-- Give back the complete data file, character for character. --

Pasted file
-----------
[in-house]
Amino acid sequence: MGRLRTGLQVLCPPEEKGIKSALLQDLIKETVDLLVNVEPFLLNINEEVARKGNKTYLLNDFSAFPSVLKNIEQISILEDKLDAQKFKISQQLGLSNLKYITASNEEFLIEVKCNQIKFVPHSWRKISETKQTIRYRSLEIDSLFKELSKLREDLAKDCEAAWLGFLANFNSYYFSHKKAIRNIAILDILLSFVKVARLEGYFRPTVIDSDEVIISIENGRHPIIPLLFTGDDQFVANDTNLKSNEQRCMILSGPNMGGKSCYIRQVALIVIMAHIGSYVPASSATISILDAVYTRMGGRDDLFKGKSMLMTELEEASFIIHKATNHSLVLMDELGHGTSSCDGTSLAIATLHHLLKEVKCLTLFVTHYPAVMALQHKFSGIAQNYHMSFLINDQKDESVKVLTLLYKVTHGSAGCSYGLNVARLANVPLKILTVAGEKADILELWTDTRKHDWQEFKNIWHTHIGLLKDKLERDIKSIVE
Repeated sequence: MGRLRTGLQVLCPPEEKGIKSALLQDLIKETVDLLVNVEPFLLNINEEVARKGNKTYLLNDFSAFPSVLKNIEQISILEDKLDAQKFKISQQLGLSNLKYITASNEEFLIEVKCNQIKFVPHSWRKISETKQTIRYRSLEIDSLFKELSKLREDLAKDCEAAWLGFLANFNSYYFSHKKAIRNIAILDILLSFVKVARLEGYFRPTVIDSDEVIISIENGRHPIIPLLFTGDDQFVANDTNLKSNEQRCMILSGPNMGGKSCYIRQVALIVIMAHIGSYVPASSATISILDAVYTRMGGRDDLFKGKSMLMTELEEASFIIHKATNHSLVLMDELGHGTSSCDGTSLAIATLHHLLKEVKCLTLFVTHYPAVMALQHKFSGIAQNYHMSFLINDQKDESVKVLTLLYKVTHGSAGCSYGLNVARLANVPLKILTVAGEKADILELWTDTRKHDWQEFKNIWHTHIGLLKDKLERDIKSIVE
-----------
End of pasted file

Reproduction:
[in-house]
Amino acid sequence: MGRLRTGLQVLCPPEEKGIKSALLQDLIKETVDLLVNVEPFLLNINEEVARKGNKTYLLNDFSAFPSVLKNIEQISILEDKLDAQKFKISQQLGLSNLKYITASNEEFLIEVKCNQIKFVPHSWRKISETKQTIRYRSLEIDSLFKELSKLREDLAKDCEAAWLGFLANFNSYYFSHKKAIRNIAILDILLSFVKVARLEGYFRPTVIDSDEVIISIENGRHPIIPLLFTGDDQFVANDTNLKSNEQRCMILSGPNMGGKSCYIRQVALIVIMAHIGSYVPASSATISILDAVYTRMGGRDDLFKGKSMLMTELEEASFIIHKATNHSLVLMDELGHGTSSCDGTSLAIATLHHLLKEVKCLTLFVTHYPAVMALQHKFSGIAQNYHMSFLINDQKDESVKVLTLLYKVTHGSAGCSYGLNVARLANVPLKILTVAGEKADILELWTDTRKHDWQEFKNIWHTHIGLLKDKLERDIKSIVE
Repeated sequence: MGRLRTGLQVLCPPEEKGIKSALLQDLIKETVDLLVNVEPFLLNINEEVARKGNKTYLLNDFSAFPSVLKNIEQISILEDKLDAQKFKISQQLGLSNLKYITASNEEFLIEVKCNQIKFVPHSWRKISETKQTIRYRSLEIDSLFKELSKLREDLAKDCEAAWLGFLANFNSYYFSHKKAIRNIAILDILLSFVKVARLEGYFRPTVIDSDEVIISIENGRHPIIPLLFTGDDQFVANDTNLKSNEQRCMILSGPNMGGKSCYIRQVALIVIMAHIGSYVPASSATISILDAVYTRMGGRDDLFKGKSMLMTELEEASFIIHKATNHSLVLMDELGHGTSSCDGTSLAIATLHHLLKEVKCLTLFVTHYPAVMALQHKFSGIAQNYHMSFLINDQKDESVKVLTLLYKVTHGSAGCSYGLNVARLANVPLKILTVAGEKADILELWTDTRKHDWQEFKNIWHTHIGLLKDKLERDIKSIVE